Ujjain: River Kshipra, considered to be a holy river, appears to be in a perennially pathetic condition these days. Continuous death of fishes and lack of cleanliness at its main bathing ghats have in fact drawn wide-spread criticisms from different quarters. Moreover, a number of pilgrims who throng here to have a bath in the ‘holy’ river and take a glimpse of the Mahakal Jyotirlingam, have also expressed disappointment over its condition.
Although a few cubic feet of waters of river Narmada have been released into the Kshipra, the scenario continues to remain the same. About Rs 420 crore were spent to link the Narmada and Kshipra rivers, so as to ensure continuous flow of water in the Kshipra for bathing during the Simhastha Fair2016.
In addition, waters of the Narmada water is released at intervals for bathing purposes during major festival round the year and a huge amount is paid as electricity bills to pump the water. The Kahn river which carries industrial and domestic wastes of Indore city and merges withtheKshipra was also diverted near Raghopipliya,spending Rs 100 crore before the Simhastha Fair to ensure good quality of bathing water.
However,the utility of this project remains unfulfilled, as it has not yet been completed. Previously too, huge funds were used for maintaining the pious identity of the Kshipra, but nothing concrete ever happened. On visiting major ghats from Narsingh Ghat up to Mangalnath Ghat via Ram Ghat (eastern side of the river) and from Bhukhi Mata Mandir Ghat up to Siddhvat Ghat (western side of the river) via Dutta Akhara Ghat, one can easily see the worst face of the Kshipra.
Use of bathing soaps and detergent used to wash clothes, disposal of bags made of cloth, rubber and plastic and garlands besides idols are the common practices which the river has been subjected to every day. The Ujjain Municipal Corporation (UMC), who has put a notice board on the banks of river disallowing such practices, clean the ghats and river waters only on festive occasions such acts prove to be a mere eyewash. Subsequently, fishes have been dying every day in abundance and apathetic attitude of the authorities concerned has been black mark for the holy city of Ujjain.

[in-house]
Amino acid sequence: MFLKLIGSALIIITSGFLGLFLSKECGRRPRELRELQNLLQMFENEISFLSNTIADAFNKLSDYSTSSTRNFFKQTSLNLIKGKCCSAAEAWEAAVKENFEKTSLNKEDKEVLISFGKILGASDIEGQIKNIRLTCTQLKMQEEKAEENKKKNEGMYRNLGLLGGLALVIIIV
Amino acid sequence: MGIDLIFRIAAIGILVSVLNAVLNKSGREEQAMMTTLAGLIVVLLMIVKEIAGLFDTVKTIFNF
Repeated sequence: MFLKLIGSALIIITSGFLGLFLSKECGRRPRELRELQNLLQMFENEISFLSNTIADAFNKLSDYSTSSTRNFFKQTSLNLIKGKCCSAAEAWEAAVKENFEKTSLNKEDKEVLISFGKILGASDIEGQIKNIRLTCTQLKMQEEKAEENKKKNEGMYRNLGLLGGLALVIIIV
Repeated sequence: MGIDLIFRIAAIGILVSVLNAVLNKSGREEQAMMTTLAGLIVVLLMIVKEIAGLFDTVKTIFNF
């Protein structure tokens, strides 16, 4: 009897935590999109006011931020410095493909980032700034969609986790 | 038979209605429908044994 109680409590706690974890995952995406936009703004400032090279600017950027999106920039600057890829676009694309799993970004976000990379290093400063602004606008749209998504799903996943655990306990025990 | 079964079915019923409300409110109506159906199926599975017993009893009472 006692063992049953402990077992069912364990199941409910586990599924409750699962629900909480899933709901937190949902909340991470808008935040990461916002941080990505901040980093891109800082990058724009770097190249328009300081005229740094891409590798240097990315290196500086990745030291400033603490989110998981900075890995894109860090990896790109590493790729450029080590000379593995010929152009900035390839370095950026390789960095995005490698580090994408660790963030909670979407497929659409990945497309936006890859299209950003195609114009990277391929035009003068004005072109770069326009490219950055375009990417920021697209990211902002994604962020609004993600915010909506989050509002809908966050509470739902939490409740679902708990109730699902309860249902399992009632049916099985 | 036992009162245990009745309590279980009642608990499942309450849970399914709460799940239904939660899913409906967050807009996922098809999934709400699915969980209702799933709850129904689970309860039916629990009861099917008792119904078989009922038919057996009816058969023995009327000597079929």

Deepak Kanodiya, Career councillor, Indore
Can we wash our sins? “S ince Ujjain is famous as a religious city, thousands of people come here on a routine basis to take a bath in the river Kshipra and perform darshan of the Mahakal Jyotirlingam. But, when I reached at about 1.30 am (after Sunday midnight) at Ram Ghat, innumerable fishes were floating on the waters and a foul smell had engulfed the entire atmosphere there, which forced me not to have a dip in the river.
Generally pilgrims come at Ujjain to wash their sins, but looking at the condition of fishes, I decided to make a film instead. After discovering a huge quantity of waste materials in the river and on the banks, I have made up my mind on how local authorities function in Ujjain and what the media covers.”
Abhijit, Radio jockey, Indore
Everybody seems helpless in Ujjain “I had to attend Monday’s ‘bhasmaarti’ which starts every day at 4 am, but after visiting the ghats of river Kshipra, I decided not to go to the temple and instead performed temples’ ‘shikhar darshan’ from outside. I had called the Police Helpline and the police responded too but pleaded helplessness saying local bodies should own up responsibility. Does Kshipra have nothing to do after Simhastha Fair? What are environmentalists here doing? Is there any media present in the Mahakal city? I will not sit silently and am going to make a complaint on the CM Helpline. Before the limits are crossed, every alert person should getup to conserve the ancient and pious Kshipra river.”
MB OjhA, Divisional commissioner, Ujjain
Ongoing efforts are not enough “I ncidents of continuous death of fishes are occurring due to lack of oxygen in the river. We have released ample of water from river Narmada. Cleanliness arrangements have been streamlined by the Ujjain Municipal Corporation. I have asked the new collector Manish Singh to ensure aeration arrangements on a regular basis on the pattern of Simhastha Fair-2016. But, such efforts and initiatives are not enough. We have to ensure long-term planning and its effective execution to ensure perennial character of Kshipra. Constitution of a competent authority on the pattern of Narmada Valley Development Authority can be a good idea and I would pursue it with the State government.” –
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